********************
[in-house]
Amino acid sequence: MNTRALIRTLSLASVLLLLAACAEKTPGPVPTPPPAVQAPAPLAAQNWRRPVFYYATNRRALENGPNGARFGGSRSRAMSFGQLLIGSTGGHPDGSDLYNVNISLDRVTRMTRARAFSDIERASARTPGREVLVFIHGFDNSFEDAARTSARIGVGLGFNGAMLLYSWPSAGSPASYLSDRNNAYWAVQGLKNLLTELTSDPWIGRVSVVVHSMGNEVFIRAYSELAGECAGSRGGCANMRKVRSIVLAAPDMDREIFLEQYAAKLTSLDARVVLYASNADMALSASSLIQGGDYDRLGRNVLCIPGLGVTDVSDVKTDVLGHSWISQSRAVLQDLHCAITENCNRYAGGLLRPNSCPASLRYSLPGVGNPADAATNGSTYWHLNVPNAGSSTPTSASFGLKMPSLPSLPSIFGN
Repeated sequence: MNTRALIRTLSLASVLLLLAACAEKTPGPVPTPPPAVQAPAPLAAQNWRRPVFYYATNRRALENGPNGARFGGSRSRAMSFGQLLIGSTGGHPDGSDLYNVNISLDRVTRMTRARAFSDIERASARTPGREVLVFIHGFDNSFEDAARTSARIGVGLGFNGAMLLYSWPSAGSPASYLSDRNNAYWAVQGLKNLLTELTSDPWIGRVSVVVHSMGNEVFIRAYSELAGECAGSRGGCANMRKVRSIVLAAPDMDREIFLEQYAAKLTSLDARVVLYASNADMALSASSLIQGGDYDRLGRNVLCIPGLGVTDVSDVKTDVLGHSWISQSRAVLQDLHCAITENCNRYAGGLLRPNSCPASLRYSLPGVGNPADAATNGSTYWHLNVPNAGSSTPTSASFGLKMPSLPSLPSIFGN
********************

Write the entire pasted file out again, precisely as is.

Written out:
[in-house]
Amino acid sequence: MNTRALIRTLSLASVLLLLAACAEKTPGPVPTPPPAVQAPAPLAAQNWRRPVFYYATNRRALENGPNGARFGGSRSRAMSFGQLLIGSTGGHPDGSDLYNVNISLDRVTRMTRARAFSDIERASARTPGREVLVFIHGFDNSFEDAARTSARIGVGLGFNGAMLLYSWPSAGSPASYLSDRNNAYWAVQGLKNLLTELTSDPWIGRVSVVVHSMGNEVFIRAYSELAGECAGSRGGCANMRKVRSIVLAAPDMDREIFLEQYAAKLTSLDARVVLYASNADMALSASSLIQGGDYDRLGRNVLCIPGLGVTDVSDVKTDVLGHSWISQSRAVLQDLHCAITENCNRYAGGLLRPNSCPASLRYSLPGVGNPADAATNGSTYWHLNVPNAGSSTPTSASFGLKMPSLPSLPSIFGN
Repeated sequence: MNTRALIRTLSLASVLLLLAACAEKTPGPVPTPPPAVQAPAPLAAQNWRRPVFYYATNRRALENGPNGARFGGSRSRAMSFGQLLIGSTGGHPDGSDLYNVNISLDRVTRMTRARAFSDIERASARTPGREVLVFIHGFDNSFEDAARTSARIGVGLGFNGAMLLYSWPSAGSPASYLSDRNNAYWAVQGLKNLLTELTSDPWIGRVSVVVHSMGNEVFIRAYSELAGECAGSRGGCANMRKVRSIVLAAPDMDREIFLEQYAAKLTSLDARVVLYASNADMALSASSLIQGGDYDRLGRNVLCIPGLGVTDVSDVKTDVLGHSWISQSRAVLQDLHCAITENCNRYAGGLLRPNSCPASLRYSLPGVGNPADAATNGSTYWHLNVPNAGSSTPTSASFGLKMPSLPSLPSIFGN